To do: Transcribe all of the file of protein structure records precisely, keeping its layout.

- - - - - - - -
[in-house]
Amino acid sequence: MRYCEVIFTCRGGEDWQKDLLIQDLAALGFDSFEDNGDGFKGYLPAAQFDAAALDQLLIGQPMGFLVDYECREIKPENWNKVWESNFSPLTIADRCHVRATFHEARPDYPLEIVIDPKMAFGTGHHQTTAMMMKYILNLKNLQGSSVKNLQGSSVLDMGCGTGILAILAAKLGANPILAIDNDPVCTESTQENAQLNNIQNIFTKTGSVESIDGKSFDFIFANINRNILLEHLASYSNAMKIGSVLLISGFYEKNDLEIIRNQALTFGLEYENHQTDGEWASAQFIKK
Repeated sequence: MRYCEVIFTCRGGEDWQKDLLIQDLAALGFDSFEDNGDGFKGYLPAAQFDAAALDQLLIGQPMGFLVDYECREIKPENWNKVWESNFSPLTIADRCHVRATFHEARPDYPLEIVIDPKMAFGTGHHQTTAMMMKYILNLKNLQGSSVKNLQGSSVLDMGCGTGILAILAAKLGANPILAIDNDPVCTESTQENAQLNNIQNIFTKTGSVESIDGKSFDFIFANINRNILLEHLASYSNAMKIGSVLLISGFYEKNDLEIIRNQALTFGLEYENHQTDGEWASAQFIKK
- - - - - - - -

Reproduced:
[in-house]
Amino acid sequence: MRYCEVIFTCRGGEDWQKDLLIQDLAALGFDSFEDNGDGFKGYLPAAQFDAAALDQLLIGQPMGFLVDYECREIKPENWNKVWESNFSPLTIADRCHVRATFHEARPDYPLEIVIDPKMAFGTGHHQTTAMMMKYILNLKNLQGSSVKNLQGSSVLDMGCGTGILAILAAKLGANPILAIDNDPVCTESTQENAQLNNIQNIFTKTGSVESIDGKSFDFIFANINRNILLEHLASYSNAMKIGSVLLISGFYEKNDLEIIRNQALTFGLEYENHQTDGEWASAQFIKK
Repeated sequence: MRYCEVIFTCRGGEDWQKDLLIQDLAALGFDSFEDNGDGFKGYLPAAQFDAAALDQLLIGQPMGFLVDYECREIKPENWNKVWESNFSPLTIADRCHVRATFHEARPDYPLEIVIDPKMAFGTGHHQTTAMMMKYILNLKNLQGSSVKNLQGSSVLDMGCGTGILAILAAKLGANPILAIDNDPVCTESTQENAQLNNIQNIFTKTGSVESIDGKSFDFIFANINRNILLEHLASYSNAMKIGSVLLISGFYEKNDLEIIRNQALTFGLEYENHQTDGEWASAQFIKK